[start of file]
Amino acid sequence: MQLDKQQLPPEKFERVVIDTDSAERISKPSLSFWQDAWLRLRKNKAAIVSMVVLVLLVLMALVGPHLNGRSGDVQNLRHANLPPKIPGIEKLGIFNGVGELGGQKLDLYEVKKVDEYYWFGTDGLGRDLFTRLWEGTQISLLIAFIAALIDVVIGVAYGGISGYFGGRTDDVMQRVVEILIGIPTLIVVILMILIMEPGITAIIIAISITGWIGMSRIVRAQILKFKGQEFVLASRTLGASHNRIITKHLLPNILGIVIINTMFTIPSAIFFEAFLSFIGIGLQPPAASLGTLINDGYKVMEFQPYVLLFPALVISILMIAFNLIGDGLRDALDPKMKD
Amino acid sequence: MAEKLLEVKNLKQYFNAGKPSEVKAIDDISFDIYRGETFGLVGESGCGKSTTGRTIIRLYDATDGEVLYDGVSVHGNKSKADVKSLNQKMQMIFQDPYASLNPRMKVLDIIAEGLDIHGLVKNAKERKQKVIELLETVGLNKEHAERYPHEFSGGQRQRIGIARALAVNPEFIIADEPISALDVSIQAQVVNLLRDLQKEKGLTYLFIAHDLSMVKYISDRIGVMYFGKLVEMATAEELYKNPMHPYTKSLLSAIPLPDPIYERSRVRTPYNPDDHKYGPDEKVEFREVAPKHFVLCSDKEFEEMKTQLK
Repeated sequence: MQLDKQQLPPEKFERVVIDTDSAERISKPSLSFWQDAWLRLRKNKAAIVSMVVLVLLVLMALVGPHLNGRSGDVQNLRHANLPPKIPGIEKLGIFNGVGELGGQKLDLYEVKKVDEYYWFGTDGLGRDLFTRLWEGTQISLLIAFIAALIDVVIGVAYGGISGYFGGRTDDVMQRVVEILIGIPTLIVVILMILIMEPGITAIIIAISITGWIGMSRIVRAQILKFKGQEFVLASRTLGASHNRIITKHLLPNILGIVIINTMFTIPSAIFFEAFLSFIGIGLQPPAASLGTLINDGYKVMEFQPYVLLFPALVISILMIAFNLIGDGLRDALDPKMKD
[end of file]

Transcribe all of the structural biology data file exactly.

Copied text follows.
Amino acid sequence: MQLDKQQLPPEKFERVVIDTDSAERISKPSLSFWQDAWLRLRKNKAAIVSMVVLVLLVLMALVGPHLNGRSGDVQNLRHANLPPKIPGIEKLGIFNGVGELGGQKLDLYEVKKVDEYYWFGTDGLGRDLFTRLWEGTQISLLIAFIAALIDVVIGVAYGGISGYFGGRTDDVMQRVVEILIGIPTLIVVILMILIMEPGITAIIIAISITGWIGMSRIVRAQILKFKGQEFVLASRTLGASHNRIITKHLLPNILGIVIINTMFTIPSAIFFEAFLSFIGIGLQPPAASLGTLINDGYKVMEFQPYVLLFPALVISILMIAFNLIGDGLRDALDPKMKD
Amino acid sequence: MAEKLLEVKNLKQYFNAGKPSEVKAIDDISFDIYRGETFGLVGESGCGKSTTGRTIIRLYDATDGEVLYDGVSVHGNKSKADVKSLNQKMQMIFQDPYASLNPRMKVLDIIAEGLDIHGLVKNAKERKQKVIELLETVGLNKEHAERYPHEFSGGQRQRIGIARALAVNPEFIIADEPISALDVSIQAQVVNLLRDLQKEKGLTYLFIAHDLSMVKYISDRIGVMYFGKLVEMATAEELYKNPMHPYTKSLLSAIPLPDPIYERSRVRTPYNPDDHKYGPDEKVEFREVAPKHFVLCSDKEFEEMKTQLK
Repeated sequence: MQLDKQQLPPEKFERVVIDTDSAERISKPSLSFWQDAWLRLRKNKAAIVSMVVLVLLVLMALVGPHLNGRSGDVQNLRHANLPPKIPGIEKLGIFNGVGELGGQKLDLYEVKKVDEYYWFGTDGLGRDLFTRLWEGTQISLLIAFIAALIDVVIGVAYGGISGYFGGRTDDVMQRVVEILIGIPTLIVVILMILIMEPGITAIIIAISITGWIGMSRIVRAQILKFKGQEFVLASRTLGASHNRIITKHLLPNILGIVIINTMFTIPSAIFFEAFLSFIGIGLQPPAASLGTLINDGYKVMEFQPYVLLFPALVISILMIAFNLIGDGLRDALDPKMKD